If you have or know of any great recipes for Mole sauce, let me know!

January Favorite Recipe

In 2016, I want to add something to my blog. Yes, I LOVE to write, but cooking also is something I’m passionate about. At the end of each month, I want to post a recipe that I thought was delicious and fun to make. I will talk about the recipe, why I liked it, and a personal story.  I hope you enjoy trying these!

Continue reading “January Favorite Recipe”

The top 5 things I’m thankful for

Happy Thanksgiving!! As we all devour a delicious meal that took the entire day to prepare, I think it’s important to remind ourselves, and each other, of what we are thankful for. Here are my top five:

1. My family. No matter how cliché this sounds, I couldn’t have asked for a group of people more understanding, forgiving, strong and loving than the people who surround me every day.

2. My friends. Over the past year or so, I’ve learned a lot about the power of friendship and how much a good friend really means. If I don’t say it enough, I’m truly thankful for each and every one of my amazing friends.

3. Music. A huge part of me is playing and listening to music. I’ve been a pianst since I was six years old and a dancer since four. Performing is one of the few things that let me be free and who I am.  I’m also thankful for the comfort of knowing that there will be a perfect song for every single one of my moods.

4. Writing. As I’ve said before, writing is something that will always be a part of me. I’m thankful for finding something I’m very passionate about and being able to grow and become better as often as I can.

5. The life I have. Four years ago, my life could have ended. I’m thankful for the second chance that I got, and for the speed and smoothness of my recovery.

Have a wonderful Thanksgiving and don’t forget to think about what YOU are thankful for.

Thank You, Power of the Pen


“Don’t tell me the moon is shining; show me the glint of light on broken glass.”

~ Anton Chekhov

   One year ago today, I was shaking in a green, backless stool and barely breathing, hoping that the practice I did all summer was enough. One year ago, I was intimidated by writers who would soon be my teammates. Exactly one year ago, I was an eighth grader trying out for the Mason Middle School Power of the Pen team.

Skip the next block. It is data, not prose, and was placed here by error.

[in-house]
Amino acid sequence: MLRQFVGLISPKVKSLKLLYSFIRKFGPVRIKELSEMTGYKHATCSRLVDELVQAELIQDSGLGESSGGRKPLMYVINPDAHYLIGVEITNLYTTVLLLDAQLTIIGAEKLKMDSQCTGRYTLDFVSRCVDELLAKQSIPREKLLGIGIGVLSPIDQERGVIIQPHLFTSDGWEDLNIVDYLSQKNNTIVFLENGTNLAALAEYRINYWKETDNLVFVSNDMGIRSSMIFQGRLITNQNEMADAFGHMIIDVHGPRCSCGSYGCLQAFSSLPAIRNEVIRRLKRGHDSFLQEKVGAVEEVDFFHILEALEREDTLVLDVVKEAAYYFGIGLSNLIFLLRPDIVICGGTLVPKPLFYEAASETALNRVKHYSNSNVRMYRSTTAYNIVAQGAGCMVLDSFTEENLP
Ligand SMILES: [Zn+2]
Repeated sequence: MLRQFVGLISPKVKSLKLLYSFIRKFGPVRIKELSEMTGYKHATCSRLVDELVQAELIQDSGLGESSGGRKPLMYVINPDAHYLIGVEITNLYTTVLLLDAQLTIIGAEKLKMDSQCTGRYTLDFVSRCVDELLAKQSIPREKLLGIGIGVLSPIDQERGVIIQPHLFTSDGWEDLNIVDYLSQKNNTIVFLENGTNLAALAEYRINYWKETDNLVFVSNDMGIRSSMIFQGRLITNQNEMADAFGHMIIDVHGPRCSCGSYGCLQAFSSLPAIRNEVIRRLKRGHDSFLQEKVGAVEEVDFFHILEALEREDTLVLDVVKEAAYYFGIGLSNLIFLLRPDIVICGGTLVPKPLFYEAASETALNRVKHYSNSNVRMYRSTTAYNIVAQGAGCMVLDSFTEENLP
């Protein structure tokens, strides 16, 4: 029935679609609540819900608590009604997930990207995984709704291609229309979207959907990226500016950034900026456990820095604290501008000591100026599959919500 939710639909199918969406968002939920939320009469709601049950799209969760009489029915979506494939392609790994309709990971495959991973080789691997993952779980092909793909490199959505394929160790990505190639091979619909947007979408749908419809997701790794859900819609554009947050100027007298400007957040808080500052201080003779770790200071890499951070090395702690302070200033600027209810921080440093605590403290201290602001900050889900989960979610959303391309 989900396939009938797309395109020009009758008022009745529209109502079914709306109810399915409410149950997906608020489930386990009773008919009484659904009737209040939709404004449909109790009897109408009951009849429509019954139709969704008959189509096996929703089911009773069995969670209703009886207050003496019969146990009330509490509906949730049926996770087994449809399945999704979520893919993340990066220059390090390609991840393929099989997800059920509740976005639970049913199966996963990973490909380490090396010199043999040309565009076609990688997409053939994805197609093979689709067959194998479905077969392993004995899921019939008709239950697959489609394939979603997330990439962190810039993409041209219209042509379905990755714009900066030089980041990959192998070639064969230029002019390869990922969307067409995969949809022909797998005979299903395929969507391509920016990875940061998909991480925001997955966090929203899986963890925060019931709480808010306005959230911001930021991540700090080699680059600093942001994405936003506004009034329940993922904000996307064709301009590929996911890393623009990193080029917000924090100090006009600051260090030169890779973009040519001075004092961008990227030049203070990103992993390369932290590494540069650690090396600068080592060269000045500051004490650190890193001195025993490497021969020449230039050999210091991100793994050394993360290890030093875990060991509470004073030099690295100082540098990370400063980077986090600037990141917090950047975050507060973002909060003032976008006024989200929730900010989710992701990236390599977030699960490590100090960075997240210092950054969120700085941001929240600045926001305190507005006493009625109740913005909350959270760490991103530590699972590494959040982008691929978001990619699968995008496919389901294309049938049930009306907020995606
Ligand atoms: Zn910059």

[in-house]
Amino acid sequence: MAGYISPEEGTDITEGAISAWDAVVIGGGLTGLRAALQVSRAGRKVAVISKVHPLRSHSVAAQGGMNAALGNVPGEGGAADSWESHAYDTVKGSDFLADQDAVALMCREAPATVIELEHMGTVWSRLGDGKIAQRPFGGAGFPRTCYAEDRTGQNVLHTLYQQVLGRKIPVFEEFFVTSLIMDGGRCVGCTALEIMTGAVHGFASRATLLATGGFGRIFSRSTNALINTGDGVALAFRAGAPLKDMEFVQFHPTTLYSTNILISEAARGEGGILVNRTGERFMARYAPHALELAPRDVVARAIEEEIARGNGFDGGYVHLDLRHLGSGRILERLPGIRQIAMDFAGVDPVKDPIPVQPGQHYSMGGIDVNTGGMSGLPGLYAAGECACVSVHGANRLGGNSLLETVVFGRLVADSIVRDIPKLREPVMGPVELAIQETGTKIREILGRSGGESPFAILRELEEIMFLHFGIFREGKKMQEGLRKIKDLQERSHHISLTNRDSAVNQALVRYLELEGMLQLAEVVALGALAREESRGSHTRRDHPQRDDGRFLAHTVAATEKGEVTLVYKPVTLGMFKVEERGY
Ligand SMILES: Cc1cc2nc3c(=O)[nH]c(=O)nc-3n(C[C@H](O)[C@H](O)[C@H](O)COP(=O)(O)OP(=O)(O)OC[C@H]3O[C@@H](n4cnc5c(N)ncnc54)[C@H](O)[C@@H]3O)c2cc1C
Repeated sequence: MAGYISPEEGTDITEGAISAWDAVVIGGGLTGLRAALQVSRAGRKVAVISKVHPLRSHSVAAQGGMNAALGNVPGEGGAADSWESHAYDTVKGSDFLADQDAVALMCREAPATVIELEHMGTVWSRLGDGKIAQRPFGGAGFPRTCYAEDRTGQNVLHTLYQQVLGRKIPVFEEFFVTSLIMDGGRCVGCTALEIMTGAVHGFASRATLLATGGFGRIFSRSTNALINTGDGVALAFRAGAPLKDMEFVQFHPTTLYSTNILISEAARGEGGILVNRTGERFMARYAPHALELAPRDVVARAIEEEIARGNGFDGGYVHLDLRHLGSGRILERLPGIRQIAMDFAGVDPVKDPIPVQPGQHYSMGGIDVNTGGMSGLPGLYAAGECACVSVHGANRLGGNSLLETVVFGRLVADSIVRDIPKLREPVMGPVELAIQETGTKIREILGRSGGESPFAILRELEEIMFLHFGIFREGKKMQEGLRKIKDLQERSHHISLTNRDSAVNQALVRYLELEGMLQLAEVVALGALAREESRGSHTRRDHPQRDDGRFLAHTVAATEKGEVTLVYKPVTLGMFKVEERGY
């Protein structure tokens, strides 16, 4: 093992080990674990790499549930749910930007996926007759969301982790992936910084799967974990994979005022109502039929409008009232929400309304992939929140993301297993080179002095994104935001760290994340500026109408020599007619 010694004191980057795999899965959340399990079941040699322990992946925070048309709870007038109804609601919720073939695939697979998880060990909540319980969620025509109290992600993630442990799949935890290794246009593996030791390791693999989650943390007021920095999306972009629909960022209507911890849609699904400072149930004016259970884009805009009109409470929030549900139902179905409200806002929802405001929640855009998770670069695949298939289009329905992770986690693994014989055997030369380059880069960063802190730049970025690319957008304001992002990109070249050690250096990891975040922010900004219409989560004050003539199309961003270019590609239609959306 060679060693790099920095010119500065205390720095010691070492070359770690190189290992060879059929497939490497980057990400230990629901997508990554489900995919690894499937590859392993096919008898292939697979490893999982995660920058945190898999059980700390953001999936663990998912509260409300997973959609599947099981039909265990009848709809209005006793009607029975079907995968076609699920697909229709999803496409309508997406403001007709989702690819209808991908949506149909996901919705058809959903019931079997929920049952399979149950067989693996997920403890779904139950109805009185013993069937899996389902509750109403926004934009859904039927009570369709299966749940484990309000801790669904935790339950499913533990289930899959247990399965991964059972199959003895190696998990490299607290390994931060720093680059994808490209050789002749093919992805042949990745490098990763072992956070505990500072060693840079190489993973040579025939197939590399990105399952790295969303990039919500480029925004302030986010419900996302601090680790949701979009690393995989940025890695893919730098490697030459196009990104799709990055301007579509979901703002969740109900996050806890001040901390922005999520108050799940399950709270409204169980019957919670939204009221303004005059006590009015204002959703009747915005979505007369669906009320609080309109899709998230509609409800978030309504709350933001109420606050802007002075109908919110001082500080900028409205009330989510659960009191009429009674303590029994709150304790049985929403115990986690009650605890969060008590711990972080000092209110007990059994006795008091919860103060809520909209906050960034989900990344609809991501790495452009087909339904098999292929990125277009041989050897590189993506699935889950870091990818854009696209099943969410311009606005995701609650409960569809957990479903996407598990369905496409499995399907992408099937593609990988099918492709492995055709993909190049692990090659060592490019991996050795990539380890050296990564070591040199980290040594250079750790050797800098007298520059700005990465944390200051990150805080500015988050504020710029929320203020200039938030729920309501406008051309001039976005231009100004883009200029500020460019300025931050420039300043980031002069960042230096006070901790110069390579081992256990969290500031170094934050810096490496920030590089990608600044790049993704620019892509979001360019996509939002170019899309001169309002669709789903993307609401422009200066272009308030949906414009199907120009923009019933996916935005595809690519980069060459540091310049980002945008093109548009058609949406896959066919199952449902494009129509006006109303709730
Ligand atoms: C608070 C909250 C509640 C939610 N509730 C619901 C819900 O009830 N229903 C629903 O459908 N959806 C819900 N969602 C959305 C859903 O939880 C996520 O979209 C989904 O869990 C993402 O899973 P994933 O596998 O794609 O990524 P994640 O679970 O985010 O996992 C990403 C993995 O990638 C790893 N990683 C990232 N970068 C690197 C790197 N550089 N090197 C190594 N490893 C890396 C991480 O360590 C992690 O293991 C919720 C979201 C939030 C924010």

Even though I didn’t compete, getting onto this team marked the beginning of a journey of discovering myself and my passion for writing. Writing narratives almost every Monday opened my eyes to what it really meant to create character, to develop unexpected, interesting plots, to take advantage of a strong vocabulary and to truly understand the power of words.

  Ever since I was little, I’ve been a creative person. I remember being five years old and sitting upright on the piano with a smile and ready to play. I remember being at family parties and going into a room and singing where no one could hear me, and I can’t remember far back enough to when I didn’t dance. I was that child obsessed with duct tape crafts and origami, and the kid who was binge-watching the Food Network while everyone else was hooked on iCarly. But I always felt like there was something missing. As much as I loved the activities I did, I knew that there was something else. Before Power of the Pen (POP), I didn’t know what it was I loved to do; I just knew that I loved to create.

  In eighth grade, I was involved in almost everything: A science competition team, the science fair and a myriad of service clubs in addition to POP. When people asked me which club was my favorite, the answer was hard. Now, as I look back, I know the answer should have been very easy. First of all, the fact that I was so greatly impacted by something I didn’t get the full experience in competing in, should have been a sign held three inches away from my face reading, “Power of the Pen!” Second of all, and more importantly, I should’ve asked myself the question I do now: After eighth grade, what did you want to further continue and what did you genuinely love to do? And the answer was write.

  By no means am I saying that I am where I want to be as a writer. Being only a freshman in high school, I have plenty of room to grow and I’m willing to do whatever it takes to reach my goal. But Power of the Pen provided the initial fuel for this everlasting fire. Being in a room full of passionate writers made me develop my own passion for writing. And no competition could ever replace that. Continue reading “Thank You, Power of the Pen”